Patricia Cohen in the NYT:
Chelsea Krumpler, a waitress at Manos Nouveau in San Francisco, said that many waiters she knows were skeptical of her $25-an-hour wage and no tips. But she says she is earning as much as before with no worries about slow nights.
“It’s a little more secure,” said Ms. Krumpler, who has worked as a waitress for seven years. The policy has also drawn the staff closer together. “It’s more of a family,” she said.
Brian Keyser, the owner of Casellula restaurant in Midtown Manhattan, would prefer to end tipping but does not think his staff members or his diners are ready to accept it.
Now he must contend with a minimum wage for tipped workers that is rising in New York. That means giving his servers a $2.50-an-hour raise — even if they are already pulling in about $25 an hour in tips. “I have a kitchen full of people making far, far less than that, and I would love to give them that money, but I can’t,” Mr. Keyser said.
Coi, Mr. Patterson’s two-Michelin-star restaurant, has had all-inclusive pricing since it opened in 2006. He tried the same strategy when he opened Aster in the Mission District a few months ago, and quickly realized it was not going to work.
“I really believe in that model, but our customers didn’t want it,” Mr. Patterson said, because they thought it was too expensive. “It’s about perception,” he said. “It’s not just about the dollars you’re spending, but what you think you’re spending.”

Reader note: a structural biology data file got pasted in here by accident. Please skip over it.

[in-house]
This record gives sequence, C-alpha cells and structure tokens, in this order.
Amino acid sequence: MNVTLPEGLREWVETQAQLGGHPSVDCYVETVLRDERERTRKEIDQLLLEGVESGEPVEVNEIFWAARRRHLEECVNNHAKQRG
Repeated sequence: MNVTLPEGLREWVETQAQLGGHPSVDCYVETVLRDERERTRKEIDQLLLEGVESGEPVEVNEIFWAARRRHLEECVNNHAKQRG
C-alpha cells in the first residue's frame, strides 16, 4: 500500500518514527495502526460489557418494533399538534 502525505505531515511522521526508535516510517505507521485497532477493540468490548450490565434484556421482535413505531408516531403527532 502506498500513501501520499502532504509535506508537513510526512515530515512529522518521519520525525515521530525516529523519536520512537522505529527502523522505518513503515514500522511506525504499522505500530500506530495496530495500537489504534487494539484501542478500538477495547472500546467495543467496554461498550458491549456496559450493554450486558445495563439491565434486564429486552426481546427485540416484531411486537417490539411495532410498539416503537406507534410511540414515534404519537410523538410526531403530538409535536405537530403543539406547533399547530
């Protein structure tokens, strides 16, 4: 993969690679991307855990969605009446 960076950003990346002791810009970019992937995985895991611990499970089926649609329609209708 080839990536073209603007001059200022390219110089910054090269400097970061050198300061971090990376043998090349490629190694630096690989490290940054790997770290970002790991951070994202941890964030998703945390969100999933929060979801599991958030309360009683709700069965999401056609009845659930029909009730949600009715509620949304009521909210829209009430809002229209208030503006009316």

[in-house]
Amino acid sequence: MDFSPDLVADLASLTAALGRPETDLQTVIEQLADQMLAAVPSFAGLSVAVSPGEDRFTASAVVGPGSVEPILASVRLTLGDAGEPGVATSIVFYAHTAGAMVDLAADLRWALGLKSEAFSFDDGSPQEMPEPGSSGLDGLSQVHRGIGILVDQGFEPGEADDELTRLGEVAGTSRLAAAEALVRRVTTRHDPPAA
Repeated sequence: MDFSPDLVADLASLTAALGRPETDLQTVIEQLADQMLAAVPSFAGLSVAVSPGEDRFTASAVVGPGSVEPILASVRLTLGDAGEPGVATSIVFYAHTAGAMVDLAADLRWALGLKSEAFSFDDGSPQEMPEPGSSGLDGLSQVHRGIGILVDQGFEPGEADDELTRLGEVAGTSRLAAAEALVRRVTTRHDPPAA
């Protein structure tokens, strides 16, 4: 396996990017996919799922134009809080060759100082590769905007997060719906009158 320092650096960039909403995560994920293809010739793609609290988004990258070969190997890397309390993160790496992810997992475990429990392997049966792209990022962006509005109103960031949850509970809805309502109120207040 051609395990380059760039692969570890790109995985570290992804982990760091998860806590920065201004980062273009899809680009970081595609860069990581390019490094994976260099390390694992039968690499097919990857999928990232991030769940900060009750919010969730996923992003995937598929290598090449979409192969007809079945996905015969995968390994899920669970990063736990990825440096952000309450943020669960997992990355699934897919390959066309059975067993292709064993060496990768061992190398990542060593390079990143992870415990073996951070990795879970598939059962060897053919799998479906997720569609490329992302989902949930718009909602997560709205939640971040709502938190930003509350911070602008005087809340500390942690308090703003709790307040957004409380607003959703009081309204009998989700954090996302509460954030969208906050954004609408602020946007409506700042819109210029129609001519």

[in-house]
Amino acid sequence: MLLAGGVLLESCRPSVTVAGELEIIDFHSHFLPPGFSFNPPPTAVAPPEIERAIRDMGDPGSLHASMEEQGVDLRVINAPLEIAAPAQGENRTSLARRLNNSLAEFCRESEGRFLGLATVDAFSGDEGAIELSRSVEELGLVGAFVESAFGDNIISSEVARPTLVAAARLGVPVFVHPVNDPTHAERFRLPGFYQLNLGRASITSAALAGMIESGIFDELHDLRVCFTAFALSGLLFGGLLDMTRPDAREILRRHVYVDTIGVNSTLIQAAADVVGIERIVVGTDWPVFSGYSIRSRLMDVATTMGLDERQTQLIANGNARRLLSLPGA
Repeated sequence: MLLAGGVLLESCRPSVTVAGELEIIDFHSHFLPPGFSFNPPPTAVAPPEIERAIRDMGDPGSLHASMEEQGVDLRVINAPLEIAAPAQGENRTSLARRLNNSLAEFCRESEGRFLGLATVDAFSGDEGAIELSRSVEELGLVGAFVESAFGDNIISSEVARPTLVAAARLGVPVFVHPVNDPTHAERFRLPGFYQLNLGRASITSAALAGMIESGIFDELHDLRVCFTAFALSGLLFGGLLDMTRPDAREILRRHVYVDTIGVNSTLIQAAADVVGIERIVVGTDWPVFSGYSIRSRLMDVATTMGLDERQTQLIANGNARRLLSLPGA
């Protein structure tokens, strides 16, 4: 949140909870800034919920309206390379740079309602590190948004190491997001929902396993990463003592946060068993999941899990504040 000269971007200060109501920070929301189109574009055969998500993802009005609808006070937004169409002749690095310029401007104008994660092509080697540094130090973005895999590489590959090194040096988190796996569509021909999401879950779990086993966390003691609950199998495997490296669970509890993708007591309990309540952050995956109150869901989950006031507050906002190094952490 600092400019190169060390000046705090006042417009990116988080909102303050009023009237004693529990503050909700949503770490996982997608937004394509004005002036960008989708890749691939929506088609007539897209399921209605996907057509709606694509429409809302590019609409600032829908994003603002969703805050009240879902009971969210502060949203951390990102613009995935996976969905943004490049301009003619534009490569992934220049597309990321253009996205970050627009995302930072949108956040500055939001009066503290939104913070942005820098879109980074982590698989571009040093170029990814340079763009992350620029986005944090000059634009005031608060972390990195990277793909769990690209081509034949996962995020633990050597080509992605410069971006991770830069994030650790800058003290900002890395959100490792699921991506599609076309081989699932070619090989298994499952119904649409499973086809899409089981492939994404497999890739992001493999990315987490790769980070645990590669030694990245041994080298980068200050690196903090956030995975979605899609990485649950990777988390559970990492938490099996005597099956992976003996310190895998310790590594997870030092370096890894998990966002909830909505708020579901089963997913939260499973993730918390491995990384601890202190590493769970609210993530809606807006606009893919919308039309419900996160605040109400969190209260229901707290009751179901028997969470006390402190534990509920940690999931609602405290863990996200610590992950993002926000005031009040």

At the Walrus and the Carpenter, the owner Renee Erickson has been adjusting her no-tipping experiment. Although she originally wanted to adopt an all-inclusive menu, she “worried we weren’t going to have the opportunity to explain why our prices were so much higher than the restaurant right next door.”
Instead, she added an 18 percent service charge. But it did not generate enough money to cover the added labor costs. So she bumped the charge up to 20 percent and shrank the owners’ share.
As the weeks went by, she and her partner kept adjusting the percentage that went to the kitchen workers. To get the staff on board, she decided to let everyone see the payroll spreadsheets, so they could understand how the money was being allocated.
A cultural problem that really needs to be fixed. The people in the back of house are working just as hard, but they get paid minimum wage, where the servers are making good money. It is illegal for owners to pool tips and share with back of house, so looks like service charges and no tipping allowed is the only way out.